In Alabama, I suggest using a 10% internal damage threshold during weeks three though six of bloom. An insecticide application will usually suppress stink bug numbers for seven to ten days unless a field borders another untreated crop with high numbers of stink bugs. If has been my experience that stink bugs do not move rapidly across fields like plant bugs as they reinfest. The first four to ten rows adjacent to corn or peanuts seem to get most of the migration initially.

In our heaviest stink bugs years, cotton in the coastal plains of the southeast have required up to four applications. Under most conditions however, only two or three sprays may be warranted.

One last thing I will mention today is that, in the past, stink bugs seem to cause more internal boll damage in wet seasons than in dry seasons. That being the case, and unless the weather changes, we need to be extra cautious of stink bug damage to cotton in 2013.

Wednesday, July 3, 2013

Update for the First Week of July

The Alabama cotton crop is growing rapidly resulting from abundant rainfall from multiple thunderstorms that have occurred during the last 10-14 days.

Insect wise things have been rather quiet on cotton but not the case with soybeans which I will discuss later.

Tarnished plant bug numbers have not increased as rapidly as expected in fields that I have observed. An occasional adult and or nymph can be found, depending on the age of the cotton. Migrating adults went to the earlier planted cotton first and have had time to now produce offspring. Cotton planted on April 10 is now blooming in Autauga County, Alabama.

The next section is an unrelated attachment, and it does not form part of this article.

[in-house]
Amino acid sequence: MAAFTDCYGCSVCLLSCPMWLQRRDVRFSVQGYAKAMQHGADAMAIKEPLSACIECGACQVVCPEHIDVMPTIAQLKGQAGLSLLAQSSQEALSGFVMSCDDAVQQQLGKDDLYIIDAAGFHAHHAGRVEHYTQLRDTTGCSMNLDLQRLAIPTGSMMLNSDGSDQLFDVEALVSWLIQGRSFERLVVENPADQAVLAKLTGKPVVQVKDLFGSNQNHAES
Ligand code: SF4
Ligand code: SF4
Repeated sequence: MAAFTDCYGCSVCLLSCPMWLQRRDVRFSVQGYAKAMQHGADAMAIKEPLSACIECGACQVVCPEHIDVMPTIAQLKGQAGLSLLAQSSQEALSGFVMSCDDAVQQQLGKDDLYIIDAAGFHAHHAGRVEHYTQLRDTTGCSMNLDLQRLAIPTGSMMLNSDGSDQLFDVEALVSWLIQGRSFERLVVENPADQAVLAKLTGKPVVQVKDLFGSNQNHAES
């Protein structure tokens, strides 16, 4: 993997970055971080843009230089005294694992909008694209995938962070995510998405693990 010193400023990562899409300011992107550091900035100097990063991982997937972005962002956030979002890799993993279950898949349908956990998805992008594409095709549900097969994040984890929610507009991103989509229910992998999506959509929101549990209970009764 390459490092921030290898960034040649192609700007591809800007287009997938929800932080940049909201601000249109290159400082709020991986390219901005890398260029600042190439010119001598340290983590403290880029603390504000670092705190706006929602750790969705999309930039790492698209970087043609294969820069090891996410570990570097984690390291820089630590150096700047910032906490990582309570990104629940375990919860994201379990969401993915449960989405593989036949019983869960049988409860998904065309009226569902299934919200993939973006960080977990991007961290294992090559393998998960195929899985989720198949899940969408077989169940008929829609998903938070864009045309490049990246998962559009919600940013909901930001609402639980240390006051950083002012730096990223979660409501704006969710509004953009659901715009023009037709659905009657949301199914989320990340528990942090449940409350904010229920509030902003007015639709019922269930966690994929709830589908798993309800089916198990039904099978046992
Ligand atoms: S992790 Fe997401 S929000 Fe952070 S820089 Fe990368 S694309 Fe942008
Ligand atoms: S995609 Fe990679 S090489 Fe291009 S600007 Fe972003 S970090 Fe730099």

To my surprise, I’m finding as many adult southern green stink bugs as I am adult plant bugs. We need to begin watching stink bugs in early bloom cotton. As I have stated before, these stink bugs will feed on thumb size bolls as soon as the dried bloom sheds. A huge stink bug population is waiting in corn. These adults will migrate to cotton, soybeans and peanuts as corn begins to dry down. This may be the largest population in corn that I have ever observed. There seems to be mating pairs in every corn plant at our research farms in Shorter and Prattville, Alabama this week. Most are the southern green species with an occasional brown in the mix. That will be to our advantage in a few weeks since the pyrethroid chemistry does a nice job controlling the green species.

The other insect that is building on cotton is aphids. They are clumped in terminals on occasional plants in numerous fields at present. These clumps will spread field wide before natural diseases wipe out the population. I would project that aphid population decline will not occur until around July 20.